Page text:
Book Review: ‘Solar’ by Ian McEwan

Ian McEwan never fails to impress his reader by the sheer volume of research he does for his novels. In ‘Saturday’ we get a frighteningly detailed account of what it is like to be a brain surgeon; in ‘Atonement’ McEwan encapsulates the Second World War for his reader by taking them on a detailed journey of his research and deep knowledge of the period. 

And ‘Solar’ is no exception to this trend. By the end of this novel your brain has been filled with so many facts and ideas about science and climate change you actually feel rather withered.

Solar is about a scientist called Michael Beard. He is a fat, balding womaniser who has been married five times, won a Nobel Prize many years before the period of his life the novel focuses on, and seems to be dismally living off his past successes, either too lazy or empty to be coming up with anything new.

You follow Beard during a pivotal time in his life, as another of his marriages crumbles under his selfish behaviour and his professional life takes an unexpectedly, and not completely deservedly, lucky turn.

It’s a strange novel to read, as the main character, Beard, who you follow throughout, seems completely unlikable and yet you find yourself totally attached to him. In fact, just as is often the case in real life, the more you get to know about this character, the more you start to dislike him.

And, particularly as you draw to the end of the book, and Beard becomes increasingly fat, self-absorbed and self-righteous, you almost start to feel that McEwan doesn’t want you to miss reading about this man’s life once you have put the book down for the final time. He makes every effort to ensure the reader is left with almost no endearing qualities to remember Beard by.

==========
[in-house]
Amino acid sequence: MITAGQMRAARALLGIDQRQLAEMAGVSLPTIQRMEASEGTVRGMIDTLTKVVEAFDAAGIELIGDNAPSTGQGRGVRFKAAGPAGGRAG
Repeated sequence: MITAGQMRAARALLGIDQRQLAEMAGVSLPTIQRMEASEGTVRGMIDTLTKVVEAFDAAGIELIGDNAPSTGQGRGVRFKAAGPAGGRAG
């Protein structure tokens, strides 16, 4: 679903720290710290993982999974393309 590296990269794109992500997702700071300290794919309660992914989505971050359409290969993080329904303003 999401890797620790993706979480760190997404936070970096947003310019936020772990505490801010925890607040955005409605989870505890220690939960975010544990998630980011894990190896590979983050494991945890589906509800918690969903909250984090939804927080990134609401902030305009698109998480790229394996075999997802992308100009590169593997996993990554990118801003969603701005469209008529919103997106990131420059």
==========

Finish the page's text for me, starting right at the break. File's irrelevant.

In many ways it is a sad book, about quite a sad man’s life. But it is also funny. And one of the main reasons it is funny is because McEwan manages to convey to the reader, through Beard, that although his main character is leading a somewhat lonely and depressing existence, he is able to look at things and people around him and see the funny side of it all.

It’s satirical, almost a black comedy, you see the clumsiness and ridiculousness of humans and the ways we behave. You see through McEwan’s, or Beard’s observations, that in many ways we are all doomed because of our own stupidity, but this stupidity in itself is actually rather funny.

The ending of the book is particularly unusual, but it also makes sense. I don’t want to give too much away here and spoil it for anyone thinking of giving the novel a try, but it does tie everything, quite loosely together. If you’re looking for a happy ending, this isn’t the book for you. It is more a realistic comeuppance after a 60-something year old man has been selfishly living his life in whatever way he chooses without a huge degree of thought for anyone else for years on end.

It’s not my favourite McEwan novel. I preferred the pace of Saturday, or the tension and characterisation of Atonement, and even Enduring Love had a certain page-turning quality to it which I never felt to be as much the case with Solar.

However it is worth the read. It is a quality novel, just like McEwan’s others are. You learn a lot from Solar, and you feel after finishing the final page that it has been worthy of your time. But I am also left with a sneaking suspicion that it is a book I will quite quickly start to forget, as soon as I have read something else which really shakes, amuses or inspires me.

By Sophie Hudson


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